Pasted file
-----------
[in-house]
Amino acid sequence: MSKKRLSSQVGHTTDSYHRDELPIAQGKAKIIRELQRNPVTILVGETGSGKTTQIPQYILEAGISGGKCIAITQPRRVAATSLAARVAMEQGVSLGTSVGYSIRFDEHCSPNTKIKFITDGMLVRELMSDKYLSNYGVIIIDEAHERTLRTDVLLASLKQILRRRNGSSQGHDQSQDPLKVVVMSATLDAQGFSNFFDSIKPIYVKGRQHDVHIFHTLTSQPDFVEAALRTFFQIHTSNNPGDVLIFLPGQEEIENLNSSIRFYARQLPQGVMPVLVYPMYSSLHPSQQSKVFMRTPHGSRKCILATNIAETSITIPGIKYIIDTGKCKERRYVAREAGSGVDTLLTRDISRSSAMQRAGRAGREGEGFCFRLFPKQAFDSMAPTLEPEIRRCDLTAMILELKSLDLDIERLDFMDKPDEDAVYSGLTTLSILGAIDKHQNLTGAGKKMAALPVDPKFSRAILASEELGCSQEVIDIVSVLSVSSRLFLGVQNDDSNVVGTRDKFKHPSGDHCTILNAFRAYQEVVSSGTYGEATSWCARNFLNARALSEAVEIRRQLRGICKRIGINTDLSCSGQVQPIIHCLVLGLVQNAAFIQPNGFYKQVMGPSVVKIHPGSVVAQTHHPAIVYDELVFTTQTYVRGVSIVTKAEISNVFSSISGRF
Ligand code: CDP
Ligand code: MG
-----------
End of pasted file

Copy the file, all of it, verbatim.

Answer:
[in-house]
Amino acid sequence: MSKKRLSSQVGHTTDSYHRDELPIAQGKAKIIRELQRNPVTILVGETGSGKTTQIPQYILEAGISGGKCIAITQPRRVAATSLAARVAMEQGVSLGTSVGYSIRFDEHCSPNTKIKFITDGMLVRELMSDKYLSNYGVIIIDEAHERTLRTDVLLASLKQILRRRNGSSQGHDQSQDPLKVVVMSATLDAQGFSNFFDSIKPIYVKGRQHDVHIFHTLTSQPDFVEAALRTFFQIHTSNNPGDVLIFLPGQEEIENLNSSIRFYARQLPQGVMPVLVYPMYSSLHPSQQSKVFMRTPHGSRKCILATNIAETSITIPGIKYIIDTGKCKERRYVAREAGSGVDTLLTRDISRSSAMQRAGRAGREGEGFCFRLFPKQAFDSMAPTLEPEIRRCDLTAMILELKSLDLDIERLDFMDKPDEDAVYSGLTTLSILGAIDKHQNLTGAGKKMAALPVDPKFSRAILASEELGCSQEVIDIVSVLSVSSRLFLGVQNDDSNVVGTRDKFKHPSGDHCTILNAFRAYQEVVSSGTYGEATSWCARNFLNARALSEAVEIRRQLRGICKRIGINTDLSCSGQVQPIIHCLVLGLVQNAAFIQPNGFYKQVMGPSVVKIHPGSVVAQTHHPAIVYDELVFTTQTYVRGVSIVTKAEISNVFSSISGRF
Ligand code: CDP
Ligand code: MG